IE 11 is not supported. For an optimal experience visit our site on another browser.

Asked if he’ll accept election results, GOP’s Ron Johnson hedges

Ron Johnson's reluctance to accept election results reflects a radical new normal in Republican politics.


Despite his record, Sen. Ron Johnson has reason to be optimistic about re-election chances. According to FiveThirtyEight’s forecast, as recently as mid-September, the Wisconsin Republican had a 51% chance of winning a third term. Today, as voters prepare to overlook his many controversies, conspiracy theories, and thin legislative record, Johnson’s odds are up to 80%.

With this in mind, the ignominious GOP incumbent — Stephen Colbert described Johnson as “the dumbest person ever to sit in the United States Senate” — is probably feeling pretty good about his electoral future. As The Washington Post noted, however, he’s still not quite prepared to commit to honoring the election results.

Sen. Ron Johnson said Tuesday that he’s uncertain about whether he’ll accept the results of the 2022 midterm elections which will be held next week. “We’ll see what happens,” Johnson said Tuesday evening at a brief stop on his bus tour that included stops in small towns in southwestern Wisconsin. “I mean, is something going to happen on Election Day? Do Democrats have something up their sleeves?”

To a frustrating degree, the senator’s response was emblematic of Johnson’s flaws as a policymaker: The incumbent made it sound as if election conspiracy theories have merit. As he really ought to understand by now, they do not. But because Johnson is a little too fond of far-right misinformation, his instinct was to hedge rather than commit to accepting voters’ will, while effectively urging the public to question the integrity of election results in which Democrats win.

This dovetailed with the line offered by one of the senator’s spokespersons a month ago, who said Johnson “hoped“ to believe the results of the election. It wasn’t much of an answer. (His challenger, Democratic Lt. Gov. Mandela Barnes, has committed to accepting the outcome.)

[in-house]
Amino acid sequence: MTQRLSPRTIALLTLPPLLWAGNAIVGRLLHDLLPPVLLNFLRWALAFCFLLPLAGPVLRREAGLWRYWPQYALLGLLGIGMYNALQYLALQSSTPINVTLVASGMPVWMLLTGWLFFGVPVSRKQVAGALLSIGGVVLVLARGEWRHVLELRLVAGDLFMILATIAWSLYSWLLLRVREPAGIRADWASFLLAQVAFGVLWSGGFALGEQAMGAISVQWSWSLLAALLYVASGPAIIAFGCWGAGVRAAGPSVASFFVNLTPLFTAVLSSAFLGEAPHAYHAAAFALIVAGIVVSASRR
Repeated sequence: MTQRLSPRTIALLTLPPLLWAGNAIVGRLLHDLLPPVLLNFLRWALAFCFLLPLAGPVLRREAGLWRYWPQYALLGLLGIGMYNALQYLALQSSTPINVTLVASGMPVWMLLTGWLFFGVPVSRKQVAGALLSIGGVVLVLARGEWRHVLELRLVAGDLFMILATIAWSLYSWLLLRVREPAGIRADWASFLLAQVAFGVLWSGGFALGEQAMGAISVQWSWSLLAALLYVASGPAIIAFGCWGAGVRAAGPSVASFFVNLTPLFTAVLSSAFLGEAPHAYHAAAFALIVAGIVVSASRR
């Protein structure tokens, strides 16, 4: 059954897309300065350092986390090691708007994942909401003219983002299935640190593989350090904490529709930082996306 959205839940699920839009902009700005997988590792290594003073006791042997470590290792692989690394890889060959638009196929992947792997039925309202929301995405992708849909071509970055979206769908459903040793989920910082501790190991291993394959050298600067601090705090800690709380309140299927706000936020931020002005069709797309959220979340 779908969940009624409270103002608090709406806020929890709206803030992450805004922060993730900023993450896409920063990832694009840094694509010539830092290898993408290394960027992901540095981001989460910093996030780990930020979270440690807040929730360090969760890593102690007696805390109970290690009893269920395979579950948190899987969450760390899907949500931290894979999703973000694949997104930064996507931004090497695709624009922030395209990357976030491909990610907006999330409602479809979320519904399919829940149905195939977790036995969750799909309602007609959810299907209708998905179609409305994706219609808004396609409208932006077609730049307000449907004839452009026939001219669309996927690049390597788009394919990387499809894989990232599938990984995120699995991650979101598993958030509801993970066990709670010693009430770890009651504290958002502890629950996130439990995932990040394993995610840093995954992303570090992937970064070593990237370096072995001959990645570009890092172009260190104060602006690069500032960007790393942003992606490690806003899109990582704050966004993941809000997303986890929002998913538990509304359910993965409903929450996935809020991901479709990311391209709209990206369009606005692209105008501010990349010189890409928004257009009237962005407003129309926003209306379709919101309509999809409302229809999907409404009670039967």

But circling back to our recent coverage, just as important as the Wisconsin incumbent’s position is the degree to which it reflects a radical new normal in Republican politics.

It was in September 2020 when Donald Trump first balked publicly at the idea of a peaceful transfer of power. What we didn’t fully realize at the time was that he was helping create new standards for his party. The Washington Post recently published a report on a dozen Republican candidates in competitive races for governor and Senate declining to say whether they would accept the legitimacy of the upcoming results.

The New York Times did the same thing, asking nominees for governor and the Senate in midterm battlegrounds whether they would commit to accepting this year’s election results. The results were similar: Most Republicans either wouldn’t answer or wouldn’t make such a commitment, while Democratic candidates said they would respect the results, win or lose.

We used to be a country in which questions like these weren’t even asked. As we’ve discussed, it was a foregone conclusion for generations: The United States was a stable democracy, and the world’s pre-eminent superpower. There was no real need to wonder: American candidates for powerful offices agreed to honor election results. The entire line of inquiry was unnecessary since the answers were assumed.

Now, as the radicalization of Republican politics intensifies, it’s no longer considered outlandish to ask GOP candidates whether they’ll accept voters’ judgment — and it’s no longer surprising when Republicans fail to say “yes.”

Indeed, note that Johnson’s comments yesterday did not immediately generate widespread coverage. In the not-too-distant past, it would’ve seemed outlandish for a sitting senator to suggest he might reject the legitimacy of his own state’s elections because of conspiracy theories he couldn’t substantiate.

In 2022, however, this is just something Republicans do.

A couple of months ago, as part of an analysis on threats to our democracy, The New York Times’ David Leonhardt explained, “The first threat is acute: a growing movement inside one of the country’s two major parties — the Republican Party — to refuse to accept defeat in an election.”

Folks like Johnson continue to prove him right.